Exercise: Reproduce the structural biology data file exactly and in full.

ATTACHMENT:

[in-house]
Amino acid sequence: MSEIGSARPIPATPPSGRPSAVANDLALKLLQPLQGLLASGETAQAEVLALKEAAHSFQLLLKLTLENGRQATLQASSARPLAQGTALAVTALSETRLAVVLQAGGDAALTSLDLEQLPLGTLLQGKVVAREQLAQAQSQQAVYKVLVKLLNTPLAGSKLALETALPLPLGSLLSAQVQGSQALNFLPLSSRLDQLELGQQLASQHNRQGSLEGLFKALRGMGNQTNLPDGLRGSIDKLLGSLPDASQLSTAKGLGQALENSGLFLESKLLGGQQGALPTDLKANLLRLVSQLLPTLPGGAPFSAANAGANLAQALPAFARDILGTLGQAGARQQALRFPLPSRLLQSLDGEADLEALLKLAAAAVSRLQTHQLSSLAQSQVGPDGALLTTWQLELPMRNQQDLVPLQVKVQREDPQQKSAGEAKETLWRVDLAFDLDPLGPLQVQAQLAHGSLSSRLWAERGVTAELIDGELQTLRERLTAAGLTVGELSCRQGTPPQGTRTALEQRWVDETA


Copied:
[in-house]
Amino acid sequence: MSEIGSARPIPATPPSGRPSAVANDLALKLLQPLQGLLASGETAQAEVLALKEAAHSFQLLLKLTLENGRQATLQASSARPLAQGTALAVTALSETRLAVVLQAGGDAALTSLDLEQLPLGTLLQGKVVAREQLAQAQSQQAVYKVLVKLLNTPLAGSKLALETALPLPLGSLLSAQVQGSQALNFLPLSSRLDQLELGQQLASQHNRQGSLEGLFKALRGMGNQTNLPDGLRGSIDKLLGSLPDASQLSTAKGLGQALENSGLFLESKLLGGQQGALPTDLKANLLRLVSQLLPTLPGGAPFSAANAGANLAQALPAFARDILGTLGQAGARQQALRFPLPSRLLQSLDGEADLEALLKLAAAAVSRLQTHQLSSLAQSQVGPDGALLTTWQLELPMRNQQDLVPLQVKVQREDPQQKSAGEAKETLWRVDLAFDLDPLGPLQVQAQLAHGSLSSRLWAERGVTAELIDGELQTLRERLTAAGLTVGELSCRQGTPPQGTRTALEQRWVDETA